Creation and (Re) Production: The literary and the corporeal
I’ve explored, albeit lightly, the issue of child-free/less-ness in recent months. In combing through my personal archives, it seems I’ve a history of considering the implications of motherhood/reproduction….
During the Renaissance, known as the era of great rebirth, the act and process of human thought, particularly as articulated in literature, was considered a veritable Genesis. Throughout history, the image and the language of the creative and generative act was reproduced from the dominant male perspective. This bias appropriated the acts, meanings and privileges of creation and procreation, thus effectively usurping the already limited powers of women.
One of the most powerful and far-reaching vehicles for this expropriated creativity is found in authorship. Verse, composition and intellectual production has been made a prerogative of male writers, and the fallacious – or shall I say phallacious – evidence of the masculine nature of writing and writing authority is exemplified in the hermeneutic comparisons of the pen and the penis. This metaphoric equation is critical because it shapes how we perceive the processes of writing and creation – literary and otherwise- to be.
Assuming this to be true, then creation becomes an act rooted in male biology. There is great significance in this male appropriation of that literary creativity so closely associated with corporeal procreativity. Much as a mother has traditionally been understood to be responsible for making an imprint on her children, so does the pen and the printing press make an imprint, a textual transformation, on readers. This would be consistent with the prevalent influence of John Locke, among whose notions it was believed that the individual’s character is not predetermined, but subject to formation through the impressions made on it. And indeed, individuals were able to make impressions on people’s characters, although some were able to influence on a larger scale than others. In Western cultural history, women have often been confined to making their mark only the physical act of giving birth, while males are allowed creative agency in influencing the masses becoming progenitors of “immortal things like books”.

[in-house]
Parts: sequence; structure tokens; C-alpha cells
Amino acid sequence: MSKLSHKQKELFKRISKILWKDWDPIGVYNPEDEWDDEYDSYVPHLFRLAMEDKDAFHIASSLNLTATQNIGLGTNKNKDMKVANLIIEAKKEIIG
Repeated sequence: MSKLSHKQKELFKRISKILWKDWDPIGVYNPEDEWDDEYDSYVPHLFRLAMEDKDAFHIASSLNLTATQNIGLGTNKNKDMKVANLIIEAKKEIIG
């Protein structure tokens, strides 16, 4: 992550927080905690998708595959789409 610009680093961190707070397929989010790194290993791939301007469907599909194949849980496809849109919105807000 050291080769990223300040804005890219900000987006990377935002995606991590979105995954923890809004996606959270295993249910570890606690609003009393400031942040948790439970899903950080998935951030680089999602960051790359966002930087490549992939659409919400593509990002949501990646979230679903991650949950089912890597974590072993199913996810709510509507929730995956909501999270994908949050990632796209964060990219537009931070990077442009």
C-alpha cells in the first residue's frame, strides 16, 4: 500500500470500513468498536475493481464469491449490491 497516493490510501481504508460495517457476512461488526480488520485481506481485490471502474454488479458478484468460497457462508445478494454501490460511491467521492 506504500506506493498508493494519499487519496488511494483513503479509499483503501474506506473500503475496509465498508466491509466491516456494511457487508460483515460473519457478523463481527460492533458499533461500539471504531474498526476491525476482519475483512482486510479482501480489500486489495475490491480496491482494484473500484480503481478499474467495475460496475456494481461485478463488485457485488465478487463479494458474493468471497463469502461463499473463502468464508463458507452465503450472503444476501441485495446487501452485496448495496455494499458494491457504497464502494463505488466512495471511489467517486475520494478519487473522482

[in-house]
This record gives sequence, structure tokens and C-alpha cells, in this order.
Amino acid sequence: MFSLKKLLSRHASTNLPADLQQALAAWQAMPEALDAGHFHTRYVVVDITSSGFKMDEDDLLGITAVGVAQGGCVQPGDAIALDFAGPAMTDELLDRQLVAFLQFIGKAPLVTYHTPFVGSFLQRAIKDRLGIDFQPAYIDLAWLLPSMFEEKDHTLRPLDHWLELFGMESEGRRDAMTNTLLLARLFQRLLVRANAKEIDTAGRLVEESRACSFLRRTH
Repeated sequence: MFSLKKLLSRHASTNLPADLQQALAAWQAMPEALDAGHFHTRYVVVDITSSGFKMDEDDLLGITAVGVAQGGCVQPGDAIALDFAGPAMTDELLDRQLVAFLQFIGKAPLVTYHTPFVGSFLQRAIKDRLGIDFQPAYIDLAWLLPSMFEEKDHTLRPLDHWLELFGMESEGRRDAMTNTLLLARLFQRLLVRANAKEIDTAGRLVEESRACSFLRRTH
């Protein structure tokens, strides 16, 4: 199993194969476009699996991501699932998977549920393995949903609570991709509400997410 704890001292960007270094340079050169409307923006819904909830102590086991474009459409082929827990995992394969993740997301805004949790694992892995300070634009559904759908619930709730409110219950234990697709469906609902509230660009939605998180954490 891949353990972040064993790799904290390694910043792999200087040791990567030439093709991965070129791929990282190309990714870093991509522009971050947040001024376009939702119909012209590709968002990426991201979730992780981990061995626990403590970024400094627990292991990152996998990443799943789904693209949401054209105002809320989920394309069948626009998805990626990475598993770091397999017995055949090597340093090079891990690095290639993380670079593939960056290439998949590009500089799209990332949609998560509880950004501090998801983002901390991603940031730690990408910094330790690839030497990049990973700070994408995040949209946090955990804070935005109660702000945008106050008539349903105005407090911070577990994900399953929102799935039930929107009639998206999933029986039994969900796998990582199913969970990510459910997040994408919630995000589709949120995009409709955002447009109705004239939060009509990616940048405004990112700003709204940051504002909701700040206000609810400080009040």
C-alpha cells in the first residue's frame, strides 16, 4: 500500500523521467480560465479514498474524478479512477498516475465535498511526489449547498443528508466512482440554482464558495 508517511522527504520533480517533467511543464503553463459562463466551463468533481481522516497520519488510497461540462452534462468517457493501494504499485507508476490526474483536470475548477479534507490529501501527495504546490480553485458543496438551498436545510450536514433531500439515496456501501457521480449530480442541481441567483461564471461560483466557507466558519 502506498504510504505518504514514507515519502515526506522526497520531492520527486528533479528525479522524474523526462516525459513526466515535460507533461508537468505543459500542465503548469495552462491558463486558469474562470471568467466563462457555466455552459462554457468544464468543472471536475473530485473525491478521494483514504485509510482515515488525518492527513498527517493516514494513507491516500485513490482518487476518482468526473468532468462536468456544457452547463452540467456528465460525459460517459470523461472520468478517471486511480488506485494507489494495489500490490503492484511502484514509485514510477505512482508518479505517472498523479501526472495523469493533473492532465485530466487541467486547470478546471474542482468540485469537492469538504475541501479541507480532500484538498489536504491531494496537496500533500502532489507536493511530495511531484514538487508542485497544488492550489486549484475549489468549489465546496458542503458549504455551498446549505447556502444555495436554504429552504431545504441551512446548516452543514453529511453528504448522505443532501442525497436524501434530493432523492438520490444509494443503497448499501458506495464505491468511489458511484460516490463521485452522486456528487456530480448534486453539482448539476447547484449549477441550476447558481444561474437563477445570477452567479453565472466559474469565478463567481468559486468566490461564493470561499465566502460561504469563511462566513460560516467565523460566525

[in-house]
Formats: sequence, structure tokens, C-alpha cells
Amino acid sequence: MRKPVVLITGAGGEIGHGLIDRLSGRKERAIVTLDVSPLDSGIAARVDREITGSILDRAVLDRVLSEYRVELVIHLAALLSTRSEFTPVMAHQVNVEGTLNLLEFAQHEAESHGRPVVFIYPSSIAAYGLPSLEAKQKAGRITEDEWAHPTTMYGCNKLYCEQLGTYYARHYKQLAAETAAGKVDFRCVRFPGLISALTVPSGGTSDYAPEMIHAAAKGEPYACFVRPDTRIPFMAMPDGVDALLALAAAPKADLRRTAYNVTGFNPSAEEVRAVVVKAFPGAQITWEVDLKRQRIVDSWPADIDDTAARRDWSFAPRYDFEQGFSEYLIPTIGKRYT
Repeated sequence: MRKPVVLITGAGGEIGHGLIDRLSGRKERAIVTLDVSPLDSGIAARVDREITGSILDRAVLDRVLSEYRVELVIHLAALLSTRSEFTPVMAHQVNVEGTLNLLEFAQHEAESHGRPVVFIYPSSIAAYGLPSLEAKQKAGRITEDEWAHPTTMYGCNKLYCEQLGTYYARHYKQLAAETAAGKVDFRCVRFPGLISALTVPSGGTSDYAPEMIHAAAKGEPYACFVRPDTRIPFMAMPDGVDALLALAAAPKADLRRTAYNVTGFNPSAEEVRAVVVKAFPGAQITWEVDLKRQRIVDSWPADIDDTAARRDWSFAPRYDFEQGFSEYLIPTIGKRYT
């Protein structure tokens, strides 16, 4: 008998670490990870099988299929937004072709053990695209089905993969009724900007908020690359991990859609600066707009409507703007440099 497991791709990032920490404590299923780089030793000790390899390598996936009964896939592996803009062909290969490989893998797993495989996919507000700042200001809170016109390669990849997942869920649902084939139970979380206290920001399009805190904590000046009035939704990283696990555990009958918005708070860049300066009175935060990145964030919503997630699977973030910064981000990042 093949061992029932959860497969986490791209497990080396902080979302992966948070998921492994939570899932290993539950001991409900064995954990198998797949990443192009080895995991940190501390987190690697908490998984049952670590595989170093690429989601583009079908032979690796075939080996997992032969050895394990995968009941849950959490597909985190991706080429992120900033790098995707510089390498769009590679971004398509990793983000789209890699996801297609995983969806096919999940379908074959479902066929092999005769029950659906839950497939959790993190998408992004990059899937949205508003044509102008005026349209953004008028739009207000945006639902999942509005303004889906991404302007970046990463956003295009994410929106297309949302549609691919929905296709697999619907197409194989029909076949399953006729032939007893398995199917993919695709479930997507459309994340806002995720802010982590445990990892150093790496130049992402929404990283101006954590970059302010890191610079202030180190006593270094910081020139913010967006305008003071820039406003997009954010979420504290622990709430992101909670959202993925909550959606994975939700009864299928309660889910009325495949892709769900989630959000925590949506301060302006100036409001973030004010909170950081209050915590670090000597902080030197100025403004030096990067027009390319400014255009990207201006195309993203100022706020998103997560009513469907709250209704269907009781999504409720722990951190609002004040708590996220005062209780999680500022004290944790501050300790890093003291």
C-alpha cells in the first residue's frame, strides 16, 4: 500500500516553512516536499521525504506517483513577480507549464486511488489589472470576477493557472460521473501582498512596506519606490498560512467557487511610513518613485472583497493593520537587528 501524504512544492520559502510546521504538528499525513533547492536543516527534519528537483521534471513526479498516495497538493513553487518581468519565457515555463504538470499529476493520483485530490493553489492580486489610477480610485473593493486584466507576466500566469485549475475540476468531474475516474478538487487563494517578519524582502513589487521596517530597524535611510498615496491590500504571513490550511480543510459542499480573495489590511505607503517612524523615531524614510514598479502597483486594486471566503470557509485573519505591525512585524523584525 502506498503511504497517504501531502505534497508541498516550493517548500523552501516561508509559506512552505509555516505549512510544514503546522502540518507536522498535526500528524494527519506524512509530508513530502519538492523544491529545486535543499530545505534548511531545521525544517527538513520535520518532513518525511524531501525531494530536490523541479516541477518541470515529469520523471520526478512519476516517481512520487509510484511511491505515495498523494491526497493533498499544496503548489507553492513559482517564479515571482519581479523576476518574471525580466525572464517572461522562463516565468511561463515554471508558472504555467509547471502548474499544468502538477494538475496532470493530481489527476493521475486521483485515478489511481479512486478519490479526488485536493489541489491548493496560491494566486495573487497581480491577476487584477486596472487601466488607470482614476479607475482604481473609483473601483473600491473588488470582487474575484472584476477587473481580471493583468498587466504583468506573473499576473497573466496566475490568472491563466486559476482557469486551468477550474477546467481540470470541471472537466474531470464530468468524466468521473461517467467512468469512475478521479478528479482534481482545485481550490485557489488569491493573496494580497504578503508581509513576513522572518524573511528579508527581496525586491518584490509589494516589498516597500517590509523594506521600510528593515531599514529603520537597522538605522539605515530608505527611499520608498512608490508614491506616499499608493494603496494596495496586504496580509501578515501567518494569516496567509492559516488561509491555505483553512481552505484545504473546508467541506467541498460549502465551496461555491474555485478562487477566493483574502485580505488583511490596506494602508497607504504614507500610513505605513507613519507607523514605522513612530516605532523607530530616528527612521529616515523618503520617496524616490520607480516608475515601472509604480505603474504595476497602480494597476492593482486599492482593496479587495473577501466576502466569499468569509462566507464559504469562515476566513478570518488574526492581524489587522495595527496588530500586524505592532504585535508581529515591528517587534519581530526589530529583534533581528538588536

Female authors themselves have employed the language once relegated to female biology in observing literary movements, as Hannah More did in 1799:
“Who are these ever-multiplying authors, that with unparalleled fecundity are overstocking the world with their quick-succeeding progeny? They are novel-writers, the easiness of whose productions is at once the cause of their own fruitfulness, and of the almost infinitely numerous race of imitators to whom they give birth”
Here, the author is protesting unregulated literacy, particularly the intense production of the women-driven, eighteenth and nineteenth-century equivalent of dime store or Harlequin romances. This tension has been described as the “disruption of the proper relation of reader, writer and book”. Perhaps there is a “wrong kind of literacy,” one that “can produce an individual who is a bad copy”. That literacy and literature “reproduced” individuals and that males were given exclusive franchise to this reproduction was an indication that some treated it as an ill-conceived task for women.
So powerful was the pen-penis metaphor that it was internalized into Western culture, thus allowing the fact that males possessed the language and meaning of creation (and by extension, of procreation) through their power of the pen(is) to become a societal norm dictating literary tradition. Consequently, women were discouraged, even prevented from seeking authorship under these cultural pressures.
This exclusion of women – from the opportunity to reclaim the voice, language, and meaning of creation and reproduction, a fruitful agency so long enjoyed by men – is condemnable. It is particularly annihilative for its libidinal and phallogocentric perversion of the portrayals of the female body and sexuality, and especially of mothers and motherhood. This appropriation of the creative act has contributed to and perpetuated the centuries of negation and repression of woman’s body, sexuality and identity.
*With thanks to the following, whose own literary works/research inspired this thoughtful ramble: Helene Cixous, Sandra Gilbert, Jessamyn Jackson, Dr. Mary Klages, Anita Levy, Hannah More,